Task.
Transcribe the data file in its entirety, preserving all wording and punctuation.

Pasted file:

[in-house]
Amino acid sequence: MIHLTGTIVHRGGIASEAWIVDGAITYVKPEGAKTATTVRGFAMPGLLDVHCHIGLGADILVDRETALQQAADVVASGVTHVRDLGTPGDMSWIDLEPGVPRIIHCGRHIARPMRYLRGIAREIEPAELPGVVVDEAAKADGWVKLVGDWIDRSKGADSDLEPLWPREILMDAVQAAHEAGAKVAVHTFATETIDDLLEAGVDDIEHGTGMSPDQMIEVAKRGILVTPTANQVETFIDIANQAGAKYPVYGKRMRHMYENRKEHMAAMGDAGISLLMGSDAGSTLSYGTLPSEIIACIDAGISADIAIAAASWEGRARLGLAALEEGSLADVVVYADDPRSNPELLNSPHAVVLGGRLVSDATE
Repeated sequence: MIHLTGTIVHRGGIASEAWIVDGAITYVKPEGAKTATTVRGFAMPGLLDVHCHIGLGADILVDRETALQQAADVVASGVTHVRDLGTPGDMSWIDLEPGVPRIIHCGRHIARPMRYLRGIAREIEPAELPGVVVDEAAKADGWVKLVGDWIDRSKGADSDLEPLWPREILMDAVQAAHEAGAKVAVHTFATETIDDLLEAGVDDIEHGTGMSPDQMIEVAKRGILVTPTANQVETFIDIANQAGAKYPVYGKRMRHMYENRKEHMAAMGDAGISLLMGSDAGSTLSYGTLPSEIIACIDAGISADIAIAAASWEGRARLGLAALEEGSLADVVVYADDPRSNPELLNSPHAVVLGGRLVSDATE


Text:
[in-house]
Amino acid sequence: MIHLTGTIVHRGGIASEAWIVDGAITYVKPEGAKTATTVRGFAMPGLLDVHCHIGLGADILVDRETALQQAADVVASGVTHVRDLGTPGDMSWIDLEPGVPRIIHCGRHIARPMRYLRGIAREIEPAELPGVVVDEAAKADGWVKLVGDWIDRSKGADSDLEPLWPREILMDAVQAAHEAGAKVAVHTFATETIDDLLEAGVDDIEHGTGMSPDQMIEVAKRGILVTPTANQVETFIDIANQAGAKYPVYGKRMRHMYENRKEHMAAMGDAGISLLMGSDAGSTLSYGTLPSEIIACIDAGISADIAIAAASWEGRARLGLAALEEGSLADVVVYADDPRSNPELLNSPHAVVLGGRLVSDATE
Repeated sequence: MIHLTGTIVHRGGIASEAWIVDGAITYVKPEGAKTATTVRGFAMPGLLDVHCHIGLGADILVDRETALQQAADVVASGVTHVRDLGTPGDMSWIDLEPGVPRIIHCGRHIARPMRYLRGIAREIEPAELPGVVVDEAAKADGWVKLVGDWIDRSKGADSDLEPLWPREILMDAVQAAHEAGAKVAVHTFATETIDDLLEAGVDDIEHGTGMSPDQMIEVAKRGILVTPTANQVETFIDIANQAGAKYPVYGKRMRHMYENRKEHMAAMGDAGISLLMGSDAGSTLSYGTLPSEIIACIDAGISADIAIAAASWEGRARLGLAALEEGSLADVVVYADDPRSNPELLNSPHAVVLGGRLVSDATE